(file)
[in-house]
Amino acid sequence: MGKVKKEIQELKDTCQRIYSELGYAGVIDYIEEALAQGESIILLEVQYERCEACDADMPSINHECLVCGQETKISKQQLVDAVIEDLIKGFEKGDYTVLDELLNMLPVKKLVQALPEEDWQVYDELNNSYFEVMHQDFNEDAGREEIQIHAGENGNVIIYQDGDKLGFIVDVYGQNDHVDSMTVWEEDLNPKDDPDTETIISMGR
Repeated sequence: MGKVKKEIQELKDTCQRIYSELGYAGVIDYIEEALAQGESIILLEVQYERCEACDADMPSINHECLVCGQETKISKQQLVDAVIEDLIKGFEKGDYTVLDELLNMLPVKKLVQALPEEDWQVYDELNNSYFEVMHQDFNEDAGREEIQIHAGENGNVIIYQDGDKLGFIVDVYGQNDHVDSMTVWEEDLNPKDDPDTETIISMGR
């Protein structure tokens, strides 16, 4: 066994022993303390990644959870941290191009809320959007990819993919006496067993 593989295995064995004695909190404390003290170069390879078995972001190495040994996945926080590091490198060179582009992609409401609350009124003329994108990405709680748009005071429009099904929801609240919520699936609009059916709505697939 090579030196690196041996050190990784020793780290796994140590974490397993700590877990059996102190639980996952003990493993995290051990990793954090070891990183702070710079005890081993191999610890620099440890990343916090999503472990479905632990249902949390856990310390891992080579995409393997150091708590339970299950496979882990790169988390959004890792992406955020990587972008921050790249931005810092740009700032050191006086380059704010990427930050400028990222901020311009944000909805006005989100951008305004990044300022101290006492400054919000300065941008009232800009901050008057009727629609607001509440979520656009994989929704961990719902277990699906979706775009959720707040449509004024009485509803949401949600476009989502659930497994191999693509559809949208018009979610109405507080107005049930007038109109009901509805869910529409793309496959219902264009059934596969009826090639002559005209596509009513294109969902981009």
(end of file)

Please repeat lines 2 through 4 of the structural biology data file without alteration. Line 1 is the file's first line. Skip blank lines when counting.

Amino acid sequence: MGKVKKEIQELKDTCQRIYSELGYAGVIDYIEEALAQGESIILLEVQYERCEACDADMPSINHECLVCGQETKISKQQLVDAVIEDLIKGFEKGDYTVLDELLNMLPVKKLVQALPEEDWQVYDELNNSYFEVMHQDFNEDAGREEIQIHAGENGNVIIYQDGDKLGFIVDVYGQNDHVDSMTVWEEDLNPKDDPDTETIISMGR
Repeated sequence: MGKVKKEIQELKDTCQRIYSELGYAGVIDYIEEALAQGESIILLEVQYERCEACDADMPSINHECLVCGQETKISKQQLVDAVIEDLIKGFEKGDYTVLDELLNMLPVKKLVQALPEEDWQVYDELNNSYFEVMHQDFNEDAGREEIQIHAGENGNVIIYQDGDKLGFIVDVYGQNDHVDSMTVWEEDLNPKDDPDTETIISMGR
């Protein structure tokens, strides 16, 4: 066994022993303390990644959870941290191009809320959007990819993919006496067993 593989295995064995004695909190404390003290170069390879078995972001190495040994996945926080590091490198060179582009992609409401609350009124003329994108990405709680748009005071429009099904929801609240919520699936609009059916709505697939 090579030196690196041996050190990784020793780290796994140590974490397993700590877990059996102190639980996952003990493993995290051990990793954090070891990183702070710079005890081993191999610890620099440890990343916090999503472990479905632990249902949390856990310390891992080579995409393997150091708590339970299950496979882990790169988390959004890792992406955020990587972008921050790249931005810092740009700032050191006086380059704010990427930050400028990222901020311009944000909805006005989100951008305004990044300022101290006492400054919000300065941008009232800009901050008057009727629609607001509440979520656009994989929704961990719902277990699906979706775009959720707040449509004024009485509803949401949600476009989502659930497994191999693509559809949208018009979610109405507080107005049930007038109109009901509805869910529409793309496959219902264009059934596969009826090639002559005209596509009513294109969902981009």